By Jane Austen
Hardcover, 512 pages
2010, Penguin Classics
From Amazon: Beautiful, clever, rich – and single – Emma Woodhouse is perfectly content with her life and sees no need for either love or marriage. Nothing, however, delights her more than interfering in the romantic lives of others. But when she ignores the warnings of her good friend Mr Knightley and attempts to arrange a suitable match for her protégée Harriet Smith, her carefully laid plans soon unravel and have consequences that she never expected.
What I liked:
This is the first time readers are given a heroine who is well-off. I don’t think that the Bennets or the Dashwoods were meant to be shown as truly poor, because they probably never would have married as well, but maybe middle class. But Emma Woodhouse is very well off and isn’t a heroine that’s striving to be part of the upper echelon (even if it’s just to take care of her family) like we’ve seen before. She doesn’t even desire to marry, which felt refreshing. Other Austen heroines do seem to strive for a little something better, and I like to see them achieve that, but Emma has everything she needs in life and would rather see others happily married than herself. I like Emma as a character – she’s confident (maybe overly so), lively, and talented, and watching her matchmaking schemes unfold was amusing.
There seemed to be more over-the-top characters in this book. Mr. Woodhouse, the Eltons, Miss Bates, Harriet, and Mrs. Churchill. Miss Bates was especially ridiculous, with her never-ending speeches. I think we’ve all met someone like that before – you can hardly get a word in edgewise and if you do it’s ignored, because they simply want to talk about themselves or what they know. At one point, Emma says something rather cutting to Miss Bates about all the stupid things she says, and while it was mean, there was a bit of justification. After having to read through so many pages worth of her nattering, I had a little “oooh burn!” moment. Don’t we all want to tell someone off? It was less passive aggressive than most of Jane’s insults, so it felt fresh.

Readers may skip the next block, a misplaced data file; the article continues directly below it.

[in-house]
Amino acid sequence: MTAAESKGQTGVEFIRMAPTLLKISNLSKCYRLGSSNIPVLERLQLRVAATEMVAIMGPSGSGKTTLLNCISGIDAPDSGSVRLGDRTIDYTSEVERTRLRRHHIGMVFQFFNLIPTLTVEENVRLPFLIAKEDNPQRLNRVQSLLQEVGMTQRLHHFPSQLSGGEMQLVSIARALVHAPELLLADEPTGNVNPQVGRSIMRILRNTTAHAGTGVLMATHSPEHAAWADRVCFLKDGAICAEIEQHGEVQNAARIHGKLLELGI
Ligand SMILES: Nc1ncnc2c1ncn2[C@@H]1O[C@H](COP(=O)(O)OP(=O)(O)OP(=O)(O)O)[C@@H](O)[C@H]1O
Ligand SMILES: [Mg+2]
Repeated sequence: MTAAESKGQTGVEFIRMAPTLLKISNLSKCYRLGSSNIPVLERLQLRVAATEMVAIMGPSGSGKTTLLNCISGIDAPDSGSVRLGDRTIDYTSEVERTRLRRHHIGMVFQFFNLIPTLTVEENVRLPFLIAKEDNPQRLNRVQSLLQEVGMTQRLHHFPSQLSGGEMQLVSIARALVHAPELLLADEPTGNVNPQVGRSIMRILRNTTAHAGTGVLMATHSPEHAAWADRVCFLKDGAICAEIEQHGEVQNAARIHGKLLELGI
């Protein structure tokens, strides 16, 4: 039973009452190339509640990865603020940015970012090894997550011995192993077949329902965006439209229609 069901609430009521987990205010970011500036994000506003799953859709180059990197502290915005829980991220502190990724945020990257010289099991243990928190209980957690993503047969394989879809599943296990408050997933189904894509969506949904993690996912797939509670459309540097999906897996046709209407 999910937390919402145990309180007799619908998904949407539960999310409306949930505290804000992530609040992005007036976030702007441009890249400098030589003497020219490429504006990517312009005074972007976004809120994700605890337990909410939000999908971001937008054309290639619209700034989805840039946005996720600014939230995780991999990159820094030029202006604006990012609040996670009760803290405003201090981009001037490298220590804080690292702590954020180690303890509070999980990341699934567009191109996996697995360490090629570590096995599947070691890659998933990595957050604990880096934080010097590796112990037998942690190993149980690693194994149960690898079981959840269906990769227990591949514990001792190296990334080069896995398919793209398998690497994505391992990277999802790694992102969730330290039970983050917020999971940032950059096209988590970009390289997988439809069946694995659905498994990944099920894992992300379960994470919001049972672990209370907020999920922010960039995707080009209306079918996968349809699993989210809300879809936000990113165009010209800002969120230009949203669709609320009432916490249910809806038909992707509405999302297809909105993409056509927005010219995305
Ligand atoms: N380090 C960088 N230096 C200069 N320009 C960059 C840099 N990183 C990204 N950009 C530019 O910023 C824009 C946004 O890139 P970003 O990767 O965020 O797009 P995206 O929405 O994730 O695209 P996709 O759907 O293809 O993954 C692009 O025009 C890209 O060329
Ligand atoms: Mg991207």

Emma grows as a character and begins to notice her faults as a matchmaker after repeated blunders. She’s a bit of a silly girl as the book begins, and it was nice to see her mature by the end. Her relationship with Mr. Knightley was different too – most heroines happen to meet the man they marry at a party or something, and then develop a relationship from there. Emma and Knightley have grown up together and are already fast friends when we’re introduced to them.
What I didn’t like:
At first I had a hard time keeping track of the characters. There seemed to be so many more “main” characters in this book than any other Austen book I’ve read. There 5 main couples in this book, plus additional characters like Mr. Woodhouse, and Mrs. and Miss Bates. I actually went on wikipedia to look up who some characters were, because they were being mentioned in the book, yet with no detailed information on who they were, leading me to believe I had missed something. They were later introduced to readers, but I feel it would have been more helpful to have that information early on.
Also, Miss Bates drove me up a wall. I know that was intentional, but her monologues were so boring that I ended up skipping over most of them – if she actually said anything important to the plot, I missed it.
Overall, Emma is another enjoyable Austen novel. Now that I’ve read all her completed novels, I can say that I don’t dislike any. Pride and Prejudice is still (and always will be) my favorite. I think maybe Sense and Sensibility and Emma rank equally for second place, with Mansfield Park and Persuasion in third. I’m not sure where I class Northanger Abbey – as when I read it, I just didn’t understand what she was going for. I have a better understanding of the plot and her intentions now, and I think if I read it again, it would be right up there with Emma.